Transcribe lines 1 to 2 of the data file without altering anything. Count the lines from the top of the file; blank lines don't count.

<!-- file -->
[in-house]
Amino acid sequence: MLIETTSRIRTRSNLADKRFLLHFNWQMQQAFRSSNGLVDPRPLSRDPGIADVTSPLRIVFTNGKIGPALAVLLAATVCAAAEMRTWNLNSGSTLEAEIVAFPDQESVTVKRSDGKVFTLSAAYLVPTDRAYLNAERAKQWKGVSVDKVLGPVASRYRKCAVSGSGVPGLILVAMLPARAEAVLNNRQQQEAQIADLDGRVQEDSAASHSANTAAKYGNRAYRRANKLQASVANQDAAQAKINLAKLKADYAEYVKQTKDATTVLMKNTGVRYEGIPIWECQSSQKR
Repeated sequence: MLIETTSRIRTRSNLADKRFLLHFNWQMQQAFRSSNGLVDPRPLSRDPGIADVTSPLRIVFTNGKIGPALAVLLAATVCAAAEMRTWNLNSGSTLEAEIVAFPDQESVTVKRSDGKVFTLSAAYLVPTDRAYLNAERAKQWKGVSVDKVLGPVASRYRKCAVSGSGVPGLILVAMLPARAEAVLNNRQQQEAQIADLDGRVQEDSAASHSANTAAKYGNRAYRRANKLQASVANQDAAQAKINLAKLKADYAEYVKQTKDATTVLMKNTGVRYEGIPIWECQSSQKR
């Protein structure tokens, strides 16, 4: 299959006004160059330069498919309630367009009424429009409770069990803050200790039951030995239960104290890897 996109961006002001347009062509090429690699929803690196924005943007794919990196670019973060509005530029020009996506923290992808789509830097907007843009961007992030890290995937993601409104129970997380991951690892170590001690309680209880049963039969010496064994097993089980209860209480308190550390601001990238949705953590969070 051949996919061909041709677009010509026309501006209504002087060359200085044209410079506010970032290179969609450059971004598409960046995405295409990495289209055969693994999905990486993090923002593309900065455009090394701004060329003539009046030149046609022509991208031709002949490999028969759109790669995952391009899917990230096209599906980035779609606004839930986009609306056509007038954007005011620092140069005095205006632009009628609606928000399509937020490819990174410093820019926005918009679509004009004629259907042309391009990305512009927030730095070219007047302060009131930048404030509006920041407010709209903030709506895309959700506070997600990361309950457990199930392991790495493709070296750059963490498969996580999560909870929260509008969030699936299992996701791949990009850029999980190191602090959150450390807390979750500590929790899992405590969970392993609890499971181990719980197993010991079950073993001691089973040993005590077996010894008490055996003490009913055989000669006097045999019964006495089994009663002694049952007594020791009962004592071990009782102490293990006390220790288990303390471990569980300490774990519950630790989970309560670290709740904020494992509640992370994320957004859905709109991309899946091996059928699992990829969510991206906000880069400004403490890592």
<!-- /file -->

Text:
[in-house]
Amino acid sequence: MLIETTSRIRTRSNLADKRFLLHFNWQMQQAFRSSNGLVDPRPLSRDPGIADVTSPLRIVFTNGKIGPALAVLLAATVCAAAEMRTWNLNSGSTLEAEIVAFPDQESVTVKRSDGKVFTLSAAYLVPTDRAYLNAERAKQWKGVSVDKVLGPVASRYRKCAVSGSGVPGLILVAMLPARAEAVLNNRQQQEAQIADLDGRVQEDSAASHSANTAAKYGNRAYRRANKLQASVANQDAAQAKINLAKLKADYAEYVKQTKDATTVLMKNTGVRYEGIPIWECQSSQKR